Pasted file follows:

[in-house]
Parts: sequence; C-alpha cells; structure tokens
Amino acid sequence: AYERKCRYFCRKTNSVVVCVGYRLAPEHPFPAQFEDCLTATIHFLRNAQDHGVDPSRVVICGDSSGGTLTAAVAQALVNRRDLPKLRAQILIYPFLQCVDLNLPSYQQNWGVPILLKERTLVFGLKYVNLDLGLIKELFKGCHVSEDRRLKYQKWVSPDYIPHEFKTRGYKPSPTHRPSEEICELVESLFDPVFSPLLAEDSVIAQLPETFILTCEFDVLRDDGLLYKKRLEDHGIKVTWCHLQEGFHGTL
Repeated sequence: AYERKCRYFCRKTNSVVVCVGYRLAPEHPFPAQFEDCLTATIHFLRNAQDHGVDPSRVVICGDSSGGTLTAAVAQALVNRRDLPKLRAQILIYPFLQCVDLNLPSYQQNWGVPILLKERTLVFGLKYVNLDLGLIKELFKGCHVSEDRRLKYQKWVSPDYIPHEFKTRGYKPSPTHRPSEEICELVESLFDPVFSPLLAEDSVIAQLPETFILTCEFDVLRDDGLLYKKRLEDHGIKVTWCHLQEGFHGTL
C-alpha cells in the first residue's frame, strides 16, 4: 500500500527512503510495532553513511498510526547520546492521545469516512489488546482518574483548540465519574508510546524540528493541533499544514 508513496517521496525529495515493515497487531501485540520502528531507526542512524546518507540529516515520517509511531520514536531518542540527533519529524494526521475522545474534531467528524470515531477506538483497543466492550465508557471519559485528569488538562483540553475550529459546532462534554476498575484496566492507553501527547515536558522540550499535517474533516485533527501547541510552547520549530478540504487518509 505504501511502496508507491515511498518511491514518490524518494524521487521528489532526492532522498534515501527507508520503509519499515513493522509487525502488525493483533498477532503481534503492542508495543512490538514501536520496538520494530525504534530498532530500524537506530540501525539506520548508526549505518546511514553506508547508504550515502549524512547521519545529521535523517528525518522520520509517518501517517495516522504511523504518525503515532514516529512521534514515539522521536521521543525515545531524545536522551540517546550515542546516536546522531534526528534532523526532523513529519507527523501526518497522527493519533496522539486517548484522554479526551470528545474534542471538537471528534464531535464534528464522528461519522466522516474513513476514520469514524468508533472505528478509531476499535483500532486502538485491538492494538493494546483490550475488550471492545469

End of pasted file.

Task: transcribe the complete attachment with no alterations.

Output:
[in-house]
Parts: sequence; C-alpha cells; structure tokens
Amino acid sequence: AYERKCRYFCRKTNSVVVCVGYRLAPEHPFPAQFEDCLTATIHFLRNAQDHGVDPSRVVICGDSSGGTLTAAVAQALVNRRDLPKLRAQILIYPFLQCVDLNLPSYQQNWGVPILLKERTLVFGLKYVNLDLGLIKELFKGCHVSEDRRLKYQKWVSPDYIPHEFKTRGYKPSPTHRPSEEICELVESLFDPVFSPLLAEDSVIAQLPETFILTCEFDVLRDDGLLYKKRLEDHGIKVTWCHLQEGFHGTL
Repeated sequence: AYERKCRYFCRKTNSVVVCVGYRLAPEHPFPAQFEDCLTATIHFLRNAQDHGVDPSRVVICGDSSGGTLTAAVAQALVNRRDLPKLRAQILIYPFLQCVDLNLPSYQQNWGVPILLKERTLVFGLKYVNLDLGLIKELFKGCHVSEDRRLKYQKWVSPDYIPHEFKTRGYKPSPTHRPSEEICELVESLFDPVFSPLLAEDSVIAQLPETFILTCEFDVLRDDGLLYKKRLEDHGIKVTWCHLQEGFHGTL
C-alpha cells in the first residue's frame, strides 16, 4: 500500500527512503510495532553513511498510526547520546492521545469516512489488546482518574483548540465519574508510546524540528493541533499544514 508513496517521496525529495515493515497487531501485540520502528531507526542512524546518507540529516515520517509511531520514536531518542540527533519529524494526521475522545474534531467528524470515531477506538483497543466492550465508557471519559485528569488538562483540553475550529459546532462534554476498575484496566492507553501527547515536558522540550499535517474533516485533527501547541510552547520549530478540504487518509 505504501511502496508507491515511498518511491514518490524518494524521487521528489532526492532522498534515501527507508520503509519499515513493522509487525502488525493483533498477532503481534503492542508495543512490538514501536520496538520494530525504534530498532530500524537506530540501525539506520548508526549505518546511514553506508547508504550515502549524512547521519545529521535523517528525518522520520509517518501517517495516522504511523504518525503515532514516529512521534514515539522521536521521543525515545531524545536522551540517546550515542546516536546522531534526528534532523526532523513529519507527523501526518497522527493519533496522539486517548484522554479526551470528545474534542471538537471528534464531535464534528464522528461519522466522516474513513476514520469514524468508533472505528478509531476499535483500532486502538485491538492494538493494546483490550475488550471492545469